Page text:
Noah is the most surreal movie of the year so far on several different levels.
The movie is split into two distinct halves. The first half, as advertised, features Noah (Russell Crowe) following the word of God, building an ark to survive a global flood while wicked men, led by Tubal-Cain (Ray Winstone), attempt to storm it.
The second half was entirely left out of the advertising campaign and paints a much darker picture of Noah. Chaos ensues below deck on the ark when Noah finds out Ila (Emma Watson) is pregnant. Believing God’s mandate is to wipe out all of mankind, including himself and his family, Noah threatens to kill Ila’s child, should it be a girl who could propagate the species.
Cinematically, surreal doesn’t begin to describe Noah. Director/co-writer Darren Aronofsky’s fingerprints are everywhere on this movie, from the constant repeating refrain to the visual tying all militaries in human history to Cain and Abel to the high-speed montage from the Big Bang to the first human which Crowe reads the Genesis myth overtop of.
Aronofsky creates a completely biblical world. Noah is helped by fallen angels, molten giants imprisoned in the earth they chose over the heavens. Seemingly all of Pangea is a barren wasteland, devoid of trees, water or life of any kind. When the flood comes, water bursts upward through the earth. These days, the flood myth is considered an allegory by all but the staunchest believers, and this film presents it as part of a world science has no place in.
Aronofsky communicates to viewers the way he imagines God is communicating to his characters, and it is spectacular and intense and hugely gripping.
Calling the Noah story a myth isn’t an editorial conceit — that’s what this film treats it as. The most surreal aspect of Noah is the way it treats its source material. For decades, a Judeo-Christian film industry has played it fast and loose with history, particularly non-American history, and any non-Judeo-Christian mythology was treated as something to be gawked at and picked apart and hammed up for that purpose. Aronofsky is offering the same treatment to the book of Genesis.
The movie’s double structure allows it to first play on deeply held religious beliefs and then backstab anyone going along with it. The conflict between Tubal-Cain and Noah goes from an arrogant man who has declared himself king fighting a noble upholder of biblical law to a man fighting for his life against a crazed true believer who thinks God has asked him to personally and completely destroy the human race. Noah is at once a man fighting for what he thinks is right and one who sits and listens to millions whom he could easily save scream their last without a second thought.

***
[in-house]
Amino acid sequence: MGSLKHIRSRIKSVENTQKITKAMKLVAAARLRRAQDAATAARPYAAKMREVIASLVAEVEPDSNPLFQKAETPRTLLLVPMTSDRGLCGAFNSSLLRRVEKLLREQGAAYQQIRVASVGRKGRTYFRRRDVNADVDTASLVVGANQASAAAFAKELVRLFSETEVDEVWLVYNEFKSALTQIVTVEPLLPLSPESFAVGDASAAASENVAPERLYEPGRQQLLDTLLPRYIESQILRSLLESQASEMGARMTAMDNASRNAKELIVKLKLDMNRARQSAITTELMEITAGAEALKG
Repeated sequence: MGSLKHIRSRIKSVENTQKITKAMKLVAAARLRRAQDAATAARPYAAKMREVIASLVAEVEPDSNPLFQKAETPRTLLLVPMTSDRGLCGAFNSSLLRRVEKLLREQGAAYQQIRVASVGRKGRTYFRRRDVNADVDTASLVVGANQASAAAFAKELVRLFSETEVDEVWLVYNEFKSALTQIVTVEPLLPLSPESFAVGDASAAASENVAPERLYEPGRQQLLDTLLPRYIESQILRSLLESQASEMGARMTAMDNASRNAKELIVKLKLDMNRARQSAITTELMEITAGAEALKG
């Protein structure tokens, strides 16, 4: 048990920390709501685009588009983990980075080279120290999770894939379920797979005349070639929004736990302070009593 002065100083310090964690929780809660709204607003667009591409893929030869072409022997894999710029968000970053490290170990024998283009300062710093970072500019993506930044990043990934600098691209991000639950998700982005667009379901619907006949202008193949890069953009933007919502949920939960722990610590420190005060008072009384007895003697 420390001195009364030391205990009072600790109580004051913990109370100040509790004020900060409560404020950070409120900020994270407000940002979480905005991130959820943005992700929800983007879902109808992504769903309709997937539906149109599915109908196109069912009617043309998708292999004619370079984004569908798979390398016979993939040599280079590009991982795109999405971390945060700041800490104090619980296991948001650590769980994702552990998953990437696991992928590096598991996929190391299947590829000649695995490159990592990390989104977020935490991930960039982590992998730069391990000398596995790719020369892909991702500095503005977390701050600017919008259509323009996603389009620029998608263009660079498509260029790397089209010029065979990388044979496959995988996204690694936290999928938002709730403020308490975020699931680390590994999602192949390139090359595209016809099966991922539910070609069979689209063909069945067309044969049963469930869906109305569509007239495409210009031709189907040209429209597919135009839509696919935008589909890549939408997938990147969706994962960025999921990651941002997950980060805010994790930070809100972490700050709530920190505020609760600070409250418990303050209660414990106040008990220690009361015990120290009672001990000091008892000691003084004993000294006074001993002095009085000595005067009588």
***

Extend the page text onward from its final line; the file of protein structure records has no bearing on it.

The film is designed more to upset than to delight, and this is the case with most of Aronofsky’s work. Requiem for a Dream, for instance, is impeccable, but I hate watching it. It makes my skin crawl. Black Swan is the same, though that taps the erotic thriller vein and is much more enjoyable in that way.
Perhaps the most important reason to see Noah is how hard it was to bring to theaters. It’s Aronofsky’s cut that’s being shown, and he had to fight Paramount hard to make it that way. This movie is banned in six Islamic countries, including Pakistan, as Noah is a prophet in Islam and any portrayal of him is forbidden by the religion.
This movie is worth taking the time to watch and think about. It may be heavy-handed, it may be upsetting to delicate sensibilities, but it will make you sit and think about the nature of right, wrong and the almighty and think about them in new ways at that. Watch it, and do so with an open mind.
Joshua Knopp is a formerly professional film critic, licensed massage therapist, journalism and film student at the University of North Texas and a senior staff writer for the NT Daily. We have gotten to that awkward point where our tornado sirens are more bothersome than an actual tornado. For questions, rebuttals and further guidance about cinema, you can reach him at email@example.com. At this point, I’d like to remind you that you shouldn’t actually go to movies and form your own opinions. That’s what I’m here for.